A correct connection and a line that
was working: hooray for Ngombia Telecommunications.
"Charles, you know that road-striping
machine Nagbeh's ordered?"
"I've been doing some calculations."
"By the time you add them all up,
there are about two hundred and fifty miles of roads in Tuehville."
"Just proves how much Nagbeh needs
"That's not the point, Charles."
"So what is?"
"Two hundred and fifty miles of centre
lines and side lines means seven hundred and fifty miles of stripe."
"Like I said, James, just proves Nagbeh
needs the machine."
"Charles," James was trying very hard
to keep his voice even, "Have you any idea how much paint that
Charles sucked loudly through his
"Come on, man, you're supposed to
be the brains of the outfit. You tell me."
"Seven hundred and fifty miles of
four inch stripe," He spoke carefully,
"Would need around a hundred thousand
gallons of paint."
There was silence at the other end
of the line.
"And the same again when the roads
are repainted." James added.
"I'm thinking man."
"Charles, do you know what sort of
profit Tuehville Paint makes on a gallon of paint?"
"Doesn't matter what they make; they’ve
got a monopoly. That's what I'm thinking about."
"They've only got a monopoly on paints
that they manufacture; anything else is freely importable. Tuehville
Paint don't manufacture road marking paint."
"Not now they don't, but there's nothing
to stop them from doing so if they wanted to."
"No, Charles, there isn't; that’s
why you and I need to sit down and negotiate a deal with them."
"James, Tuehville Paints is owned
by Aloysius Sharman."
"I know that."
"Aloysius is old enough to be my grandfather
and rich enough to buy the half of Ngombia he doesn't already
own. How're we going to sit down and negotiate with someone like
"Phone him and ask to see him."
"To tell him what?"
"To tell him all the reasons why it
would be to his benefit to let us handle the road paint business."
"You know I don't need you, don't
A patrician, silver-haired elder statesman,
Aloysius Sharman enjoyed the easy imperturbability that comes
with advancing years and great wealth. He had listened goodnaturedly
to Charles and James throughout their presentation.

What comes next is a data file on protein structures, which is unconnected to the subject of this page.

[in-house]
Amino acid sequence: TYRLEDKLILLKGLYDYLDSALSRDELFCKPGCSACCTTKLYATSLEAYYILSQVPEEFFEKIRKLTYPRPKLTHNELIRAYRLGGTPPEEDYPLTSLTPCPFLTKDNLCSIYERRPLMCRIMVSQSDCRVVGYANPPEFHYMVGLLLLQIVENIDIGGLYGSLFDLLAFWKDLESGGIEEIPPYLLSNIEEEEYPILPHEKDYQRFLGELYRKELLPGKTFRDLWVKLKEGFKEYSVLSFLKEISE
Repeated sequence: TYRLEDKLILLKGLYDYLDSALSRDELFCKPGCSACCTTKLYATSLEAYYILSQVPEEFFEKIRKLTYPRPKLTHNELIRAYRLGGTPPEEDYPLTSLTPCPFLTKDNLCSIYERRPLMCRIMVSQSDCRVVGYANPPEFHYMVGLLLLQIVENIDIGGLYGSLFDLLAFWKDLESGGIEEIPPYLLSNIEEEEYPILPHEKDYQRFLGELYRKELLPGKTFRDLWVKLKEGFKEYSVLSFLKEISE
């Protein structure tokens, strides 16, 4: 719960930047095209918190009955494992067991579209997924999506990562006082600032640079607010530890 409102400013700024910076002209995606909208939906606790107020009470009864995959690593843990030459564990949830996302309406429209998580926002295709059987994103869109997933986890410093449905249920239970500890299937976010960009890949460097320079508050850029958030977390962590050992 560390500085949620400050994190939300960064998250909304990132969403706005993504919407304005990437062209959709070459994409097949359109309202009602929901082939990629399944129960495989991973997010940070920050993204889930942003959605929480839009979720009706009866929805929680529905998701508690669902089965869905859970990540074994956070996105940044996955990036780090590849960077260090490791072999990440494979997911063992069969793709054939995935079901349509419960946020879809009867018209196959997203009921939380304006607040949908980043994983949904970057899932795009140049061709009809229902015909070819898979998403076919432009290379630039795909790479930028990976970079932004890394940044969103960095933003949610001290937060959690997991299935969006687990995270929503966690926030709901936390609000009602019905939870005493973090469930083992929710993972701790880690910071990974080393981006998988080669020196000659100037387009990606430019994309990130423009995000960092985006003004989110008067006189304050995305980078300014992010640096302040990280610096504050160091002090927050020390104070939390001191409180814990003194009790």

"If I wanted to add road paint to
my production schedule, a simple phone call would arrange the
appropriate import embargo." Aloysius gazed unblinkingly at James, "The
business would be mine; untouchable."
Charles scratched the back of his
head; James stared at the rosewood pipe rack and tobacco pot
that sat, side by side, on Aloysius' enormous mahogany desk.
He sensed that what little time they had was running out.
"Mr Sharman," James decided on one
last-ditch effort, "May I ask you a question?"
"Your monopoly extends to every paint
that you choose to manufacture, yet you don't manufacture vehicle
"Simple. Colours don't always match
"That doesn't seem to bother the average
motorist in Tuehville."
"It is not the average motorist who
bothers me, Mr Davidson," Aloysius sucked quietly through his
teeth, "It is the one with authority."
"Yes," Said James, "I'm familiar with
Aloysius raised an eyebrow. "I'm sure
you are, Mr Davidson," He said, "And I'm sure you can also imagine
the reactions of a minister if one of my paints did not match
exactly the original colour of his limousine."
James had his opening.
"Yes, Mr Sharman, I can. The minister
would probably demand to know why you should enjoy a monopoly
when your product was inferior."
Aloysius Sharman said nothing; he
was watching James carefully.
"And suppose," James continued,
"Suppose he demanded the withdrawal of your monopoly concession.
"I'd have competition," Agreed Aloysius, "But
I could still produce."
"Mr Sharman, we all know it costs
more to produce paint locally than to import it; you’d
lose money on every gallon you made. A factory that can only
produce at a loss is worthless; you’d have lost your entire
"My Goodness, Mr Davidson," Aloysius
raised an eyebrow, "You do paint a gloomy picture."
"Just illustrating a point, Mr Sharman."
"And what point is that?"
"That if a mistake on one single can
of car paint could cause that kind of problem, imagine what the
consequences might be of a mistake on the supply of special paint
to mark the highways for the OAU."
Aloysius smiled quietly to himself.
"My wife said she'd enjoyed doing
business with you."
He reached out and withdrew a pipe
from the rack beside him.
"Mr Davidson," Aloysius lifted the
lid off the rosewood tobacco pot and began to finger soft wads
of tobacco into the bowl of his pipe, pressing them down with